Vitamin A Health

Vitamin A is essential, either directly or indirectly, for the function of all the organs in your body and is particularly important for growth and development.
Despite the fact that vitamin A was the first vitamin to be discovered, its actions in the cells of our bodies are not well understood at a chemical level.

Maintenance of normal vision

Our eyes need vitamin A to function effectively as vitamin A is involved in the production of a chemical called visual purple, which helps us to see in dim light.

Growth, repair and cell differentiation

Vitamin A is necessary for the growth and repair of many body cells including those of bones, teeth, collagen and cartilage. It is also essential for a process
known as cell differentiation in which unspecialized cells are modified so that they can perform specific functions. Thus vitamin A plays a central role in
tissue development and maintenance.

Vitamin A EffectsHealth of epithelial cells

Vitamin A is vital for the formation of healthy epithelial cells. These cells cover the internal and external surfaces of the body and are found in the skin, lungs, developing teeth, inner ear, cornea of the eye, sex organs, glands and their ducts, gums, nose, cervix and other areas. Many epithelial cells produce mucus which is necessary to lubricate body surfaces and protect against invading microorganisms. For example, the good health of the digestive tract lining is important

in protecting against ulcers, and maintenance of the lining of the vagina anduterus is important in fertility.

Pregnancy and fetal development

Because of its vital role in cell development and differentiation, adequate vitamin A helps to ensure that the changes which occur in the cells and tissues during
fetal development take place normally. It may be involved in cell to cell communication.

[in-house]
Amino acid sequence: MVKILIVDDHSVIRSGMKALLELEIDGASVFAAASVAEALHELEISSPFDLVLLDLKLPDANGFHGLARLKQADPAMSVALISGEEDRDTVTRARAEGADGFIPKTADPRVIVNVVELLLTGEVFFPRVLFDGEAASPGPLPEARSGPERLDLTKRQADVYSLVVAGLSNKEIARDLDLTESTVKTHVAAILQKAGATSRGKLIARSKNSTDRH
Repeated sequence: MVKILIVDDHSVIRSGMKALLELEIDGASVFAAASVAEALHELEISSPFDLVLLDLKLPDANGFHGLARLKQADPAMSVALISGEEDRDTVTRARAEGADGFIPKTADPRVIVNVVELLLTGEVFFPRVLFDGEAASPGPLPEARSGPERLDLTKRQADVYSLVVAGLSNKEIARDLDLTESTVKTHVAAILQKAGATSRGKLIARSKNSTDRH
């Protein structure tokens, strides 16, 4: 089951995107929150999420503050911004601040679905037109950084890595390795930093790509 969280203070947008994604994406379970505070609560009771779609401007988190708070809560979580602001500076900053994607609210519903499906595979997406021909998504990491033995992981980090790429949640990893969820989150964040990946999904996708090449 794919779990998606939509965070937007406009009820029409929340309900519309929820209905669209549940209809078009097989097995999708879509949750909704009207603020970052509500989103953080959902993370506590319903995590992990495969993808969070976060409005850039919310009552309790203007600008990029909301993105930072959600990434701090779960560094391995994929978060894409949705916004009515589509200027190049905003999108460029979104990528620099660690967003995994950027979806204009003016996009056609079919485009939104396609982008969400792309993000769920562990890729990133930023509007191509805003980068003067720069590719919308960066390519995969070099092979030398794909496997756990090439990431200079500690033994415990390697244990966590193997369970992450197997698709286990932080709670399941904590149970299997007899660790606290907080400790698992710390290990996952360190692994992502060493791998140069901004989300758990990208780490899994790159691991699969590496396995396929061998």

Protection against infection

Known as "the anti-infective vitamin," vitamin A plays an essential role in protecting your body from infection. It keeps body surfaces healthy so they can
act as barriers to invading microorganisms. Vitamin A stimulates and enhances many immune functions including antibody response and the activity of various

white blood cells such as T helper cells and phagocytes. This immune-enhancing function promotes healing of infected tissues and increases resistance to infection.

Other actions

Laboratory experiments have shown vitamin A to have antiviral activity. Vitamin A also has antioxidant activity and has a role in protecting against free radical
damage which contributes to many common diseases. Vitamin A is involved in iron metabolism and storage.

 
 
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Vitamin A Categories:

Vitamin A
Vitamin A Health
Vitamin A Absorption
Vitamin A Deficiency
Vitamin A Sources
Vitamin A Recommended Daily
Vitamin A Overdose
Vitamin A Interactions
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Other Vitamins:

Vitamin A
Carotenes
Beta carotene
Lycopene
Lutein
Thiamin
Riboflavin
Niacin
Vitamin B6
Folate
Vitamin B12
Biotin
Pantothenic acid
Vitamin C
Vitamin D
Vitamin E
Vitamin K